This place is fun and all levels of golfers should enjoy it. There’s GPS on the carts so you always have a visual of the holes and the distances you’re facing.

Peninsula Golf Club and Kiva Dunes
These are probably the best—and most expensive—golf courses in the Gulf Shores region. They both are wonderful.
Peninsula Golf club sits on 820 acres and is adjacent on two sides to the Bon Secour Wildlife preserve. It was designed by Earl Stone, whom I had never heard of, but he clearly knows how to design a golf course. The Peninsula course sports plenty of streams and ponds, with holes framed by cypress trees, pine trees and natural vegetation. It’s like being in a bird sanctuary. The hundreds of birds singing were music to my ears. As I walked a golf course years ago at dawn someone said to me that the singing birds were “the sound of a golf course waking up.” That statement has stuck with me. My awareness of the sounds of nature on a golf course has increased since then and makes the game even more enjoyable.
The course was in excellent condition with fast greens—the day we were there they were running almost 11 on the stimpmeter. The greens are large—one is almost 50 yards deep—which makes for plenty of pin placements. To put that in perspective, 50 yards is pushing the limit of many NFL field goal kickers. There could easily be a three or four club difference between back and front pins. Walking is allowed here, but it would be a challenge because of lots of elevation changes and some long hikes between greens and tees.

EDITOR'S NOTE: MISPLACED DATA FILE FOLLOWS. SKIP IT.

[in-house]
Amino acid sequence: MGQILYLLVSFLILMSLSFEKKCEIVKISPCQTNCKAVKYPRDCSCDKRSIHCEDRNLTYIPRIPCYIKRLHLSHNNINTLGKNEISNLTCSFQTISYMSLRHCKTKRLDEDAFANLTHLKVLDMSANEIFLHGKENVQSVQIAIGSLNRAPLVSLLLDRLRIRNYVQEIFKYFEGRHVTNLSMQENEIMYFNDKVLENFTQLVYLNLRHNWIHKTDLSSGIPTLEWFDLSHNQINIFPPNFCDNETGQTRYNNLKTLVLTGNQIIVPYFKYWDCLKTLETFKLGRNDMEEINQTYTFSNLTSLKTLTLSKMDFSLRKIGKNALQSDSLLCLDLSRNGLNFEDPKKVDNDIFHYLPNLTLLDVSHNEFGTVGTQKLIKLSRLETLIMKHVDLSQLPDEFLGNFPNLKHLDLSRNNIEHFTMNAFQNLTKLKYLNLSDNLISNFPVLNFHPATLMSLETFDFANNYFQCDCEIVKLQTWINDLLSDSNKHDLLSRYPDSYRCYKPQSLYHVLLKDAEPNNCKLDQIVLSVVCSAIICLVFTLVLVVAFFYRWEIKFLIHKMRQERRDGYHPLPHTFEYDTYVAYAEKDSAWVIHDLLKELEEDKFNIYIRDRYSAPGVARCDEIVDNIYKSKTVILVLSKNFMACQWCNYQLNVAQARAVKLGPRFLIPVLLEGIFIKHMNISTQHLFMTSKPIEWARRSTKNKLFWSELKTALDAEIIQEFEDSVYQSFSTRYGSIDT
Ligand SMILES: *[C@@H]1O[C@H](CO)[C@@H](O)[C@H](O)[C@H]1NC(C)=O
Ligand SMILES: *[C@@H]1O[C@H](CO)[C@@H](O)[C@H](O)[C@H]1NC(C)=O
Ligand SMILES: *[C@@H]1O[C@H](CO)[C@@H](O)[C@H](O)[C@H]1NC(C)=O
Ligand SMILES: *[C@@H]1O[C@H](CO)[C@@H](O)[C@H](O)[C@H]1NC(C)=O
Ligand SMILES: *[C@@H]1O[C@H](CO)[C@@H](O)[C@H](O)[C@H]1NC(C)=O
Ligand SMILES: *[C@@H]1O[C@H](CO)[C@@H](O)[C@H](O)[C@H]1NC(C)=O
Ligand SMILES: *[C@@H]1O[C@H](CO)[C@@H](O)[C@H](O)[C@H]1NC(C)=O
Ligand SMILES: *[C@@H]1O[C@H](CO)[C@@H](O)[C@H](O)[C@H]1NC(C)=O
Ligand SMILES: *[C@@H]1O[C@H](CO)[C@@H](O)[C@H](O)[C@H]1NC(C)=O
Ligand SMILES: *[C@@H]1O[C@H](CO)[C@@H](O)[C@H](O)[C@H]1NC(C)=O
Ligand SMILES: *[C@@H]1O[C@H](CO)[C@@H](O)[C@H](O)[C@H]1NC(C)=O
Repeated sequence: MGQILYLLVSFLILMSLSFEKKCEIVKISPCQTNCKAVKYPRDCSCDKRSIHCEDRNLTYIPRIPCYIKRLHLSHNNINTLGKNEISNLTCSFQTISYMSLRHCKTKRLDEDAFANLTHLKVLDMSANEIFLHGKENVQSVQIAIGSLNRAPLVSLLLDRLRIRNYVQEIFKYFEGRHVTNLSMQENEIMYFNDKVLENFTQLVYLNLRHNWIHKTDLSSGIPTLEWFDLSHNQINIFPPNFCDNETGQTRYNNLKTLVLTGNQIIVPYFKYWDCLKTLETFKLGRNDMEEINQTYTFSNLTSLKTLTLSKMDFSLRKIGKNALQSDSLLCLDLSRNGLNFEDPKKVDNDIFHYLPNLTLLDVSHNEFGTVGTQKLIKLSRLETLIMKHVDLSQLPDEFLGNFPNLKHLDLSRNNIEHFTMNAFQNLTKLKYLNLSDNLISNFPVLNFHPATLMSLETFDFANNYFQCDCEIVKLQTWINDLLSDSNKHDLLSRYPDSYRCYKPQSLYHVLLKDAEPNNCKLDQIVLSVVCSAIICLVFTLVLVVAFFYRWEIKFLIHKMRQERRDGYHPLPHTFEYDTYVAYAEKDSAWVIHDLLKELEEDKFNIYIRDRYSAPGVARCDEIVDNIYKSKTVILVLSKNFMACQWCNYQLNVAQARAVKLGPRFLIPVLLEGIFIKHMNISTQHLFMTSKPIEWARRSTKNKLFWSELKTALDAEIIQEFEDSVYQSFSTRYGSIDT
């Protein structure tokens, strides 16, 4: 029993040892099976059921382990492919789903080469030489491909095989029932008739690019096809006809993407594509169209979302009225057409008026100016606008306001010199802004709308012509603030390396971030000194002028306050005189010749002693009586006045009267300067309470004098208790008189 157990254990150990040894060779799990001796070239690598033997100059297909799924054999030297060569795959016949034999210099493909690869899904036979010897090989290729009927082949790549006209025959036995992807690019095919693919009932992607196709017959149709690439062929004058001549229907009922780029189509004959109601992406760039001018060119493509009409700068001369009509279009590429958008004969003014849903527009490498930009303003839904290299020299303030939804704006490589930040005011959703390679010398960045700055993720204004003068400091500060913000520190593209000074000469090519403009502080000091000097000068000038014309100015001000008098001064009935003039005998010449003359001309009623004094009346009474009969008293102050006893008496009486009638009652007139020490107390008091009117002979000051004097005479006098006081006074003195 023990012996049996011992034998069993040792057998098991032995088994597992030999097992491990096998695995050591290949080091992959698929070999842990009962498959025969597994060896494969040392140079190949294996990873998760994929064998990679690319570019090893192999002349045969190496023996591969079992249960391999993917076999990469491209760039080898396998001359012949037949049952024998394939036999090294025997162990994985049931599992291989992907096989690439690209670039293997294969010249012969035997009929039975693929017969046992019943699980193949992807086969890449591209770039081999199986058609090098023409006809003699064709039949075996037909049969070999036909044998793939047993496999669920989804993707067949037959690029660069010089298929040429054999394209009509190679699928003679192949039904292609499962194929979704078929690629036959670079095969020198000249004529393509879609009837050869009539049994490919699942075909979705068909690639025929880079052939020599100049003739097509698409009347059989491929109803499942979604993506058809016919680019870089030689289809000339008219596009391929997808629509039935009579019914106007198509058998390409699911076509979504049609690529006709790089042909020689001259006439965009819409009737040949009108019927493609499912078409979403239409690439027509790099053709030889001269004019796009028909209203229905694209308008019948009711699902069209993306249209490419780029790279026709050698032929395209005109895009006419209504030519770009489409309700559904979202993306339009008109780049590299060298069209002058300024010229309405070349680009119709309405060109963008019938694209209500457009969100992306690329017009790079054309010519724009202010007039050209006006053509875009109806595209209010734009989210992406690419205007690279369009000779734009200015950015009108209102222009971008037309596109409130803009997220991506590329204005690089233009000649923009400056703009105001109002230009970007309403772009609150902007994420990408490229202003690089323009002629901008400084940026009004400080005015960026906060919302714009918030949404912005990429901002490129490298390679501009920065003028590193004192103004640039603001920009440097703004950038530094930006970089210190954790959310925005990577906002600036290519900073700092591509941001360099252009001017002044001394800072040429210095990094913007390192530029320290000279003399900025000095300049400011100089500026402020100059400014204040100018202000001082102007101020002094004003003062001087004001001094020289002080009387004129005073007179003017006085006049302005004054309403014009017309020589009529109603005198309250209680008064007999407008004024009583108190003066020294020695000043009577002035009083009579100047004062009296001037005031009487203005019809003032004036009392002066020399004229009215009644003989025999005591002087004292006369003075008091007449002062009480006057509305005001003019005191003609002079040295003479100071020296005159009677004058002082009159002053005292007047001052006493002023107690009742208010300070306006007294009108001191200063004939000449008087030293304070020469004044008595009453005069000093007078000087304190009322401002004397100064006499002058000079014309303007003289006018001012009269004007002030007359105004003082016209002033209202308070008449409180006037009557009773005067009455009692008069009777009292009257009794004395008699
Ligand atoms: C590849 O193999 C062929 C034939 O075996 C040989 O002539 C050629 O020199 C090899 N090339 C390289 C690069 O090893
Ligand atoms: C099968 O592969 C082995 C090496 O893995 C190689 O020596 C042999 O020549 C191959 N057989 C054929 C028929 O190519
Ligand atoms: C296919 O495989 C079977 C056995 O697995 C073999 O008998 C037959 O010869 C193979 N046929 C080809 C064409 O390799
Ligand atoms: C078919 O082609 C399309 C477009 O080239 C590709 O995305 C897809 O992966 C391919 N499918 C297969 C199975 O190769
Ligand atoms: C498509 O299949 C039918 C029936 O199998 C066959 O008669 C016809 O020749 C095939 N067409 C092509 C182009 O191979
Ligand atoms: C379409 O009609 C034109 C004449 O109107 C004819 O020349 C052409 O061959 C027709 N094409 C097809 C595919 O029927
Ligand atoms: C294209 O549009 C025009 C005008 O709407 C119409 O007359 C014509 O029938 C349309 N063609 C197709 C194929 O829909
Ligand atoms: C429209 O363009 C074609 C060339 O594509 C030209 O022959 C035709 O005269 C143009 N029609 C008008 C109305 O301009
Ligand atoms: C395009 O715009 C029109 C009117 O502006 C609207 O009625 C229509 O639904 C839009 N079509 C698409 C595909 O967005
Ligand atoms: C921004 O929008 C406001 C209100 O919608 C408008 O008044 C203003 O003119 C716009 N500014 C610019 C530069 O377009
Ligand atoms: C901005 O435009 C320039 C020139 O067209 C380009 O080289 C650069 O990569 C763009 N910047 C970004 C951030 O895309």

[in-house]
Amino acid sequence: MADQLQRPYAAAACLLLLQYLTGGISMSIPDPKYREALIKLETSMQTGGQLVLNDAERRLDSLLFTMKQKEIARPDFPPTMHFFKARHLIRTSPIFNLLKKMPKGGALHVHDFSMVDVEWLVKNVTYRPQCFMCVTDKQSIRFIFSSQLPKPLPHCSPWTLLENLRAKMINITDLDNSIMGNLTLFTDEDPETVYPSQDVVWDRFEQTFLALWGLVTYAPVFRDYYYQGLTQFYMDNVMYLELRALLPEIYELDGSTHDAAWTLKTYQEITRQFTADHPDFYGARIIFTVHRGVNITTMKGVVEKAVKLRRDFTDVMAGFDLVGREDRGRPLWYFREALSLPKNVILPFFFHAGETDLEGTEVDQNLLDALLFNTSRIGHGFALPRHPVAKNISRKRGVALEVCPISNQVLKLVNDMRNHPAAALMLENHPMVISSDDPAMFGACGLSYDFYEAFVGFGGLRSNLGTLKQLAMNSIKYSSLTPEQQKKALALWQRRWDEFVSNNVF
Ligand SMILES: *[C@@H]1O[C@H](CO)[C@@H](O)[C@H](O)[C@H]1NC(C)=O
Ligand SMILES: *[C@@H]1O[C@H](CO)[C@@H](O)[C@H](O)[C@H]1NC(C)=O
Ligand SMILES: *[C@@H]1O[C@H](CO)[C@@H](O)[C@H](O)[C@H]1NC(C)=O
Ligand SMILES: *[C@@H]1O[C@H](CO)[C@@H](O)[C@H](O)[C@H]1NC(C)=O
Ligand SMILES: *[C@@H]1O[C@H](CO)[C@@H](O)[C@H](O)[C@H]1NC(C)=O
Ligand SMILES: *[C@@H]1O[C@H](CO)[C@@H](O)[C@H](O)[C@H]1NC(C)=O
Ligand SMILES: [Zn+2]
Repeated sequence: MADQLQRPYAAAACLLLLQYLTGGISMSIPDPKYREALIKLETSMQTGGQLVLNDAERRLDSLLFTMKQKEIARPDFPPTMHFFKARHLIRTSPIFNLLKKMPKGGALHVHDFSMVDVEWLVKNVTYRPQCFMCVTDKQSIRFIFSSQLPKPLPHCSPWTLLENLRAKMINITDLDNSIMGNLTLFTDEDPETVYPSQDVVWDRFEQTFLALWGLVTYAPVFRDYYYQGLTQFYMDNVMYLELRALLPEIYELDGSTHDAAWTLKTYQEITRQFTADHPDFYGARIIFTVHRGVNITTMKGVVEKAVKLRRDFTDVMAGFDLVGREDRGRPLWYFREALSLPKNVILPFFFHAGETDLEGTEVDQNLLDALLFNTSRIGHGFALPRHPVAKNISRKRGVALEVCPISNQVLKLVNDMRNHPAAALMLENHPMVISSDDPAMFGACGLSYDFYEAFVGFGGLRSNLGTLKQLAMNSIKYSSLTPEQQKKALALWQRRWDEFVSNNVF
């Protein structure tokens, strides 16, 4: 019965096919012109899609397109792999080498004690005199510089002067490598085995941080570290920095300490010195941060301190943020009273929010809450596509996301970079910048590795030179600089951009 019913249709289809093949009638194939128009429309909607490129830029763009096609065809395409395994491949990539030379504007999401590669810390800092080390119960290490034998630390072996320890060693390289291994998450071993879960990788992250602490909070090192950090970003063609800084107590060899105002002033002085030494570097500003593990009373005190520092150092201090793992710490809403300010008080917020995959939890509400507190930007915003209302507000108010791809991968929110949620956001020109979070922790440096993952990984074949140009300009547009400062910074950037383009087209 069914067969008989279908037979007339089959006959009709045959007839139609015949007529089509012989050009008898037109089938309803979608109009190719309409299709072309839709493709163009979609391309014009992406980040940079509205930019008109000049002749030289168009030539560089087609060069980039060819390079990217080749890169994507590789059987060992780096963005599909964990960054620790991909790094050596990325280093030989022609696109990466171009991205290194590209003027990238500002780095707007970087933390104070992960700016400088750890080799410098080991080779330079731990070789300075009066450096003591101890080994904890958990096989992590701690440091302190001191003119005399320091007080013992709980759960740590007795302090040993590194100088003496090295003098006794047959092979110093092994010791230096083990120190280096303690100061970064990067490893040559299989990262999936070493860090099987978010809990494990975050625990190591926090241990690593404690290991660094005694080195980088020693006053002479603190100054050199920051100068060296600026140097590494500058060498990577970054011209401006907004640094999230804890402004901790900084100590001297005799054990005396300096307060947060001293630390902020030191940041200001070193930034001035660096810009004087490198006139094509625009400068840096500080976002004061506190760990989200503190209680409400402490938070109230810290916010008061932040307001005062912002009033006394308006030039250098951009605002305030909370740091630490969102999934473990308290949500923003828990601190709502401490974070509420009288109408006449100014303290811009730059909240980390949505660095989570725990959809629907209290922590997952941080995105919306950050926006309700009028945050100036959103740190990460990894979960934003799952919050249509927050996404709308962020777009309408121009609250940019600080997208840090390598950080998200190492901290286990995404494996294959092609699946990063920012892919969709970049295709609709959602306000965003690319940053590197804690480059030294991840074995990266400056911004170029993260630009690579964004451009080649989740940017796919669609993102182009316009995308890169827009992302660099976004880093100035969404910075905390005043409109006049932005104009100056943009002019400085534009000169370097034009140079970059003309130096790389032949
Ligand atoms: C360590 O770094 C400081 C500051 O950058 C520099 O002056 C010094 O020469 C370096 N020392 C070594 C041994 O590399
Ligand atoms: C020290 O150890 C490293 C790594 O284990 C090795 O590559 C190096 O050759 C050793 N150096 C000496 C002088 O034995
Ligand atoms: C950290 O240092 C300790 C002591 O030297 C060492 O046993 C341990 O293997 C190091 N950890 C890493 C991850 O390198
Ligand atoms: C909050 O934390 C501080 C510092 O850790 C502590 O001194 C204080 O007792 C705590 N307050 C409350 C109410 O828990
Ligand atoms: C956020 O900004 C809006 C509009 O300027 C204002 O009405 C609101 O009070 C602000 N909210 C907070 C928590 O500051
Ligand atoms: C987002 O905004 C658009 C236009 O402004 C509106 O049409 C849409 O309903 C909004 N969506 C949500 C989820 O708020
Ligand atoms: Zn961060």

Kiva Dunes is a Jerry Pate design built in 1995, and a spectacular one at that. It sits very close to the Gulf shore—you are never close enough to see the water, but you can feel the wind and smell the salt air. There are 4 sets of tees ranging from 5006 to 7092 yards. It meanders through the dunes including a couple places that are part of a preserve—your ball may go in, but you can’t—and plenty of streams, lakes and ponds. Watch out for gators. Most of the entire course plays east or west. There are some doglegs, but hardly anything runs north and south, so you are usually hitting downwind or into the wind, and there is plenty of breeze here most days.
We played with the director of Golf, Rea Schuessler, and he shot 64. What a display—it’s not that easy!